CONCLUSIONS

Frailty may significantly increase the risks of short-term acute complications in geriatric patients receiving cranial neurosurgery for a primary CNS neoplasm. Long-term analysis revealed no significant difference in complications between frail and nonfrail patients. Further research is warranted to understand the effects and timeline of frailty in geriatric patients.

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Robert C. Rennert, Michael G. Brandel, Shanmukha Srinivas, Divya Prajapati, Omar M. Al Jammal, Nolan J. Brown, Luis D Diaz-Aguilar, Jennifer Elster, David D. Gonda, John R. Crawford, and Michael L. Levy

OBJECTIVE

Children with nonoperative brain tumors, such as diffuse intrinsic pontine gliomas (DIPGs), often have life-threatening hydrocephalus. Palliative shunting is common in such cases but can be complicated by hardware infection and mechanical failure. Endoscopic third ventriculostomy (ETV) is a minimally invasive alternative to treat hydrocephalus without implanted hardware. Herein, the authors report their institutional experience with palliative ETV for primary pediatric brain tumors.

METHODS

The authors conducted a retrospective review of consecutive patients who had undergone palliative ETV for hydrocephalus secondary to nonresectable primary brain tumors over a 10-year period at Rady Children’s Hospital. Collected variables included age, sex, tumor type, tumor location, presence of leptomeningeal spread, use of a robot for ETV, complications, ETV Success Score (ETVSS), functional status, length of survival, and follow-up time. A successful outcome was defined as an ETV performed without clinically significant perioperative complications or secondary requirement for a new shunt.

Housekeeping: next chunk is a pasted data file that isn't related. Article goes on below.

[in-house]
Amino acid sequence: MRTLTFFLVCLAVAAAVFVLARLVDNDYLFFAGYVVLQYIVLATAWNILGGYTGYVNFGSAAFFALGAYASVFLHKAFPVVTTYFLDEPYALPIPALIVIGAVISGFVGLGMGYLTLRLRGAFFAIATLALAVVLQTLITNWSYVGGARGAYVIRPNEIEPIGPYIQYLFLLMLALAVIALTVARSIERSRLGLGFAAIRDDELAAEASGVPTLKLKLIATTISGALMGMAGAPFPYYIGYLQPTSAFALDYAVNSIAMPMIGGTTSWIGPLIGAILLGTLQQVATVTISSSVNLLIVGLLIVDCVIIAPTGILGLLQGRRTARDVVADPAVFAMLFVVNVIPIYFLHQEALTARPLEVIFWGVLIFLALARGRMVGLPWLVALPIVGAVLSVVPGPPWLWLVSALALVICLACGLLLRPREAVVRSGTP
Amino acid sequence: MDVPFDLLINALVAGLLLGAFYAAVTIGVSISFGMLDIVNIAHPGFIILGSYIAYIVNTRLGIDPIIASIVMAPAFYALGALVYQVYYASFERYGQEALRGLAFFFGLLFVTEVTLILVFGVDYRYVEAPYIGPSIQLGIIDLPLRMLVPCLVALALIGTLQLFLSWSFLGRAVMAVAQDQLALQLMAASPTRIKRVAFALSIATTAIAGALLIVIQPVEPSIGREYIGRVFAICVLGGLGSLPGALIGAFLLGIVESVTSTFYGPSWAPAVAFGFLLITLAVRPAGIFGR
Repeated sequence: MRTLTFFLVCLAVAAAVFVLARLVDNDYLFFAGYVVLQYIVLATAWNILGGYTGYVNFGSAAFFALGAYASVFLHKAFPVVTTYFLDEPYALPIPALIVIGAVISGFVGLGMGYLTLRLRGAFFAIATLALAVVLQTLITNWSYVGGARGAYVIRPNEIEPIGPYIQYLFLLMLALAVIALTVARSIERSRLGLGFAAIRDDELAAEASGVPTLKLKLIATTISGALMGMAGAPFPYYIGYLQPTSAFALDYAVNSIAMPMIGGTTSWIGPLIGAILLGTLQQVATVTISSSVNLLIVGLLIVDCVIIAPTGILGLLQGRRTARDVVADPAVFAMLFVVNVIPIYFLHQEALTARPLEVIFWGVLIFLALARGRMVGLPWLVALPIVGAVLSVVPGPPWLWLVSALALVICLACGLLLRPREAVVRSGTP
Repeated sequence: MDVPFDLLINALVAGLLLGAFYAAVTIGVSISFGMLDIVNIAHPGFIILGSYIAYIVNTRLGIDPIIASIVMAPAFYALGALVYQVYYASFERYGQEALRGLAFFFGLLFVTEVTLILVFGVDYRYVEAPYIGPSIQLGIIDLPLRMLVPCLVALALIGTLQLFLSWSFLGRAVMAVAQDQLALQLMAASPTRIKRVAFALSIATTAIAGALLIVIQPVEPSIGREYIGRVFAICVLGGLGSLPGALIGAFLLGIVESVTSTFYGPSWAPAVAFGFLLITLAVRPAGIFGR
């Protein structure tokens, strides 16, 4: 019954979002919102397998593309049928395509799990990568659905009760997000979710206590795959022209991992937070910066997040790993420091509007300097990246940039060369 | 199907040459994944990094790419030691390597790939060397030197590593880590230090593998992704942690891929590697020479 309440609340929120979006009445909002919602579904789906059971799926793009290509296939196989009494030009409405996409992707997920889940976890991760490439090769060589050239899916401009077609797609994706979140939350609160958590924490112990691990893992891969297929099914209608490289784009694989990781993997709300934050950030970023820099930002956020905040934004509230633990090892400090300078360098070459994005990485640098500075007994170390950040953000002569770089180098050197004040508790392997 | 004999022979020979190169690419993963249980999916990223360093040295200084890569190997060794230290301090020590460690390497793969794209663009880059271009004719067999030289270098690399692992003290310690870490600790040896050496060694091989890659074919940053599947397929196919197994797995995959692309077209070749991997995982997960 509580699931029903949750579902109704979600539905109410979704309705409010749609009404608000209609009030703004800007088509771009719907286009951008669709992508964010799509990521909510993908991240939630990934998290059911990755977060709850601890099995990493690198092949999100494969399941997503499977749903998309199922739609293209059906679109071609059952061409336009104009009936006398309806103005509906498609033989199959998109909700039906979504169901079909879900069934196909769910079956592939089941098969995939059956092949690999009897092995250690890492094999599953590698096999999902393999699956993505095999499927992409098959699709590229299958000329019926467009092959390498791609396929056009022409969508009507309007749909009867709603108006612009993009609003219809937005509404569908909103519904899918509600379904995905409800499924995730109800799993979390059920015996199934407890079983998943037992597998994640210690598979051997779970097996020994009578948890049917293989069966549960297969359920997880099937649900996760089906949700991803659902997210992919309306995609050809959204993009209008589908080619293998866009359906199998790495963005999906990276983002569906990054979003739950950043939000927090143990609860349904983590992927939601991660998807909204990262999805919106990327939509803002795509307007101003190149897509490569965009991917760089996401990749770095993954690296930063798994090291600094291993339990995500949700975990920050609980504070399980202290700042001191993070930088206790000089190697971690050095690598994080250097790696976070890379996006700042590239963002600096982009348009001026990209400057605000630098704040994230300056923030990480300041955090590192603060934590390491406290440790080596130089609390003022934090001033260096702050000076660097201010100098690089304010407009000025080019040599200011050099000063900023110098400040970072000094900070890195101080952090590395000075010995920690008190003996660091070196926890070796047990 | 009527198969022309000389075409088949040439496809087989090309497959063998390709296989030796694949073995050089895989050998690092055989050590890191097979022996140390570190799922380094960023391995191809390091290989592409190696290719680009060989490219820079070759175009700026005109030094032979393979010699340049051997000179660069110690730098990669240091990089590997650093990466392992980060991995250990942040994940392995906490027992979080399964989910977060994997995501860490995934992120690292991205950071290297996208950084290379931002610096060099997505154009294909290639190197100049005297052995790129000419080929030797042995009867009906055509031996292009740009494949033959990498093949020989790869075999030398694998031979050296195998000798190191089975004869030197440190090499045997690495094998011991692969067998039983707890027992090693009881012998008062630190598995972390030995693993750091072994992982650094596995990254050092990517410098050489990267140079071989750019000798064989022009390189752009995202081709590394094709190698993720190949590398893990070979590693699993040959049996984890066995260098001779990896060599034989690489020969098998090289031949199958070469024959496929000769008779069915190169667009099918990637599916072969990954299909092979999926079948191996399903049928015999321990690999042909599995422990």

RESULTS

Fifteen patients met the study inclusion criteria (11 males, 4 females; average age 7.9 years, range 0.8–21 years). Thirteen patients underwent manual ETV, and 2 patients underwent robotic ETV. Preoperative symptoms included gaze palsy, nausea/vomiting, headache, lethargy, hemiparesis, and seizures. Tumor types included DIPG (3), intraventricular/thalamic glioblastoma (2), and leptomeningeal spread of medulloblastoma (2), anaplastic oligo-/astrocytoma (2), rhabdoid tumor (2), primitive neuroectodermal tumor (1), ganglioglioma (1), pineoblastoma (1), and embryonal carcinoma (1). The mean preoperative ETVSS was 79 ± 8.8. There was 1 perioperative complication, a wound breakdown consistent with refractory hydrocephalus. The mean follow-up was 4.9 ± 5.5 months overall, and mean survival for the patients who died was 3.2 ± 3.6 months. Two patients remained alive at a mean follow-up of 15.7 months. Palliative ETV was successful in 7 patients (47%) and unsuccessful in 8 (53%). While patients with successful ETV were significantly older (11.9 ± 5.6 vs 4.4 ± 4.1 years, p = 0.010), there were no significant differences in preoperative ETVSS (p = 0.796) or postoperative survival (p = 0.476) between the successful and unsuccessful groups. Overall, functional outcomes were similar between the two groups; there was no significant difference in posttreatment Karnofsky Performance Status scores (68.6 ± 19.5 vs 61.3 ± 16.3, p = 0.454), suggesting that including ETV in the treatment algorithm did not worsen outcomes.

CONCLUSIONS

Palliative ETV is a safe and potentially efficacious treatment option in selected pediatric patients with hydrocephalus from nonoperative brain tumors. Close follow-up, especially in younger children, is required to ensure that patients with refractory symptoms receive appropriate secondary CSF diversion.